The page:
The Agile Approach to Software Development: Growing rather than Building
The term “building software” is frequently reference by tools like compilers or continuous delivery chains. Reproducibility is at the heart of these tools. If all things remain equal, they must generate the same result. We are talking about a software factory. However, building software is more about the tools rather than the development process itself. The development process can also be called “architecture work” or “software design.” In this case, the process shares more similarities with fostering the growth of a plant than that of building a house.
“Building” fits very well with the waterfall model:
- The final result and how you build it are defined from the start
- You complete each step and component in order, leaving integration for the end
This is successful because the subject is well-known and highly reproducible.
On the other hand, software usually requires Agile, or at the very least incremental and iterative development methods. In this case, “growing” is a much better fit:
- There is no predetermined end product as you adjust the software as you develop
- You develop a working product as soon as you can to get your feedback loop started
This is successful because you are improving and optimizing the end result as you go.
Building vs. Growing: A Matter of Mindset
In everyday life, we discuss the matter of perspective. In this case, the differing perspectives between building and growing are profound. The fundamental difference is reflected in multiple roles.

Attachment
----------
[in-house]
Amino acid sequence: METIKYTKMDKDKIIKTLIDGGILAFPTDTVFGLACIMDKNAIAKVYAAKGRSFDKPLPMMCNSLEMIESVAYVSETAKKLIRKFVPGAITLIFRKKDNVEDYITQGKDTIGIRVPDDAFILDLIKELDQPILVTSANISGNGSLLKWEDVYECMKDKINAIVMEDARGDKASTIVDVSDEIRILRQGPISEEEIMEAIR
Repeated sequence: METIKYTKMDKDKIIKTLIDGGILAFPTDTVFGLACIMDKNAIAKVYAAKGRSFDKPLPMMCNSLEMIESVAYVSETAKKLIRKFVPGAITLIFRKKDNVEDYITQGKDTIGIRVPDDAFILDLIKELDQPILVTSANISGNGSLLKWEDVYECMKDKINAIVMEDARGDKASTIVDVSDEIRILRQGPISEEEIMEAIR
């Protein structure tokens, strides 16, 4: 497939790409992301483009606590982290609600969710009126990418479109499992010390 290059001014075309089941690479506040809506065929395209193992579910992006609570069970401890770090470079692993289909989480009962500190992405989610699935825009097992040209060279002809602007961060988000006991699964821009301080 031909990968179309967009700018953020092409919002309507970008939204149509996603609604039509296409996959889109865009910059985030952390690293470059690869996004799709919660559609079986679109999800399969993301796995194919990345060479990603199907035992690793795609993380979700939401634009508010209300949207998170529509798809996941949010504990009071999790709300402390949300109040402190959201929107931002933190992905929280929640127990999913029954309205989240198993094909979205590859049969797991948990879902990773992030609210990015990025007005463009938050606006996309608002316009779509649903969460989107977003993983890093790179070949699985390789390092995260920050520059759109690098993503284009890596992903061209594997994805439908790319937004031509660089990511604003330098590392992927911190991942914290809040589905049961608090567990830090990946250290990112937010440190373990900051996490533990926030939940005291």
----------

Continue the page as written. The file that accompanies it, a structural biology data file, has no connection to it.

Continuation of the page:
The developer, rather than designing an architecture intended to meet the predetermined need of the project, promotes an architecture that can evolve over time and accommodate changes as they are needed.
This is why the developer promotes major principles such as “YAGNI” (You Aren't Gonna Need It), which consists of coding only the bare minimum for the need known today. You also have Emerging Design, in which architecture is conceived over time via the emergence of solutions, rather than anticipating what the architecture could look like.
Simply put, the ability to adjust code as you go is priority number one. It is useless to provide extension points everywhere in the code (because YAGNI!), when you could be replacing each individual piece of code to meet future needs.
Therefore, radical and frequent changes in product direction can be taken into account without it being a nightmare for the developer. Everything is done to let the team follow the evolutions of the need.
In a "growing" approach, the developer promotes an architecture that can evolve over time and accommodate changes as they are needed.
The Product Owner / Product Manager
In the same vein, the Product Owner (or Product Manager depending on your organization) adapts the way he or she works. Instead of imagining an ideal hypothetical solution from the beginning of the project, he or she starts with a minimal viable product that can probe the need then iterate on it with the continuous feedback from users. On a daily basis, the PO/PM designs the smallest possible features and tests them before developing them - “growing” them.
The watchword is "you know nothing," meaning the only truth is in the hands of the users. The team must reach these users as quickly as possible -- just as a seed does the sun -- to get rapid feedback that will render the software stronger and help it grow. Without user feedback, you are working in a vacuum and using your limited energy to go in a direction that may be useless.
Encourage Adaptation over Firm Directions
Finally, growing the software means adapting the development process to its very nature: versatile, flexible, and easy to update. This state of mind is essential and can be found in each role. Rather than defining all the parameters from the beginning, we foster evolution.
How can you put this into practice? Check out my second article - it focuses more on the concrete implementation in your projects and products.
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